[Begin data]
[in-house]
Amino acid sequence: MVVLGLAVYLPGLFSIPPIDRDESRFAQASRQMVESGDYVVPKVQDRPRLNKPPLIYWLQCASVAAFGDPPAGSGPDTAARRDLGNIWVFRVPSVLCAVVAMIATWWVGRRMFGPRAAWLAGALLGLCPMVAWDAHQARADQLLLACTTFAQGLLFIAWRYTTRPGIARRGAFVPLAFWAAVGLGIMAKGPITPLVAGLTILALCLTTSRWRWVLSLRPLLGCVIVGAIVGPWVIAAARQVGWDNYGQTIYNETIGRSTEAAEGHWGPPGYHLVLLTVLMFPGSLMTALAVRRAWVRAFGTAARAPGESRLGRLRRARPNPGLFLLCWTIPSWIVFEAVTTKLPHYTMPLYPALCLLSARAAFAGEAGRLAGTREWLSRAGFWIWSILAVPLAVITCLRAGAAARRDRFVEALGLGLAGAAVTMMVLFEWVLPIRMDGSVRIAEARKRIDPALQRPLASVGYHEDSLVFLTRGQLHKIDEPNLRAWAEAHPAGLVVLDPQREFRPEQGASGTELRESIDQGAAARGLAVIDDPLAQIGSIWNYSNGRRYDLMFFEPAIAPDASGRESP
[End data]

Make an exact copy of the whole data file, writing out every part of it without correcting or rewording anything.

[in-house]
Amino acid sequence: MVVLGLAVYLPGLFSIPPIDRDESRFAQASRQMVESGDYVVPKVQDRPRLNKPPLIYWLQCASVAAFGDPPAGSGPDTAARRDLGNIWVFRVPSVLCAVVAMIATWWVGRRMFGPRAAWLAGALLGLCPMVAWDAHQARADQLLLACTTFAQGLLFIAWRYTTRPGIARRGAFVPLAFWAAVGLGIMAKGPITPLVAGLTILALCLTTSRWRWVLSLRPLLGCVIVGAIVGPWVIAAARQVGWDNYGQTIYNETIGRSTEAAEGHWGPPGYHLVLLTVLMFPGSLMTALAVRRAWVRAFGTAARAPGESRLGRLRRARPNPGLFLLCWTIPSWIVFEAVTTKLPHYTMPLYPALCLLSARAAFAGEAGRLAGTREWLSRAGFWIWSILAVPLAVITCLRAGAAARRDRFVEALGLGLAGAAVTMMVLFEWVLPIRMDGSVRIAEARKRIDPALQRPLASVGYHEDSLVFLTRGQLHKIDEPNLRAWAEAHPAGLVVLDPQREFRPEQGASGTELRESIDQGAAARGLAVIDDPLAQIGSIWNYSNGRRYDLMFFEPAIAPDASGRESP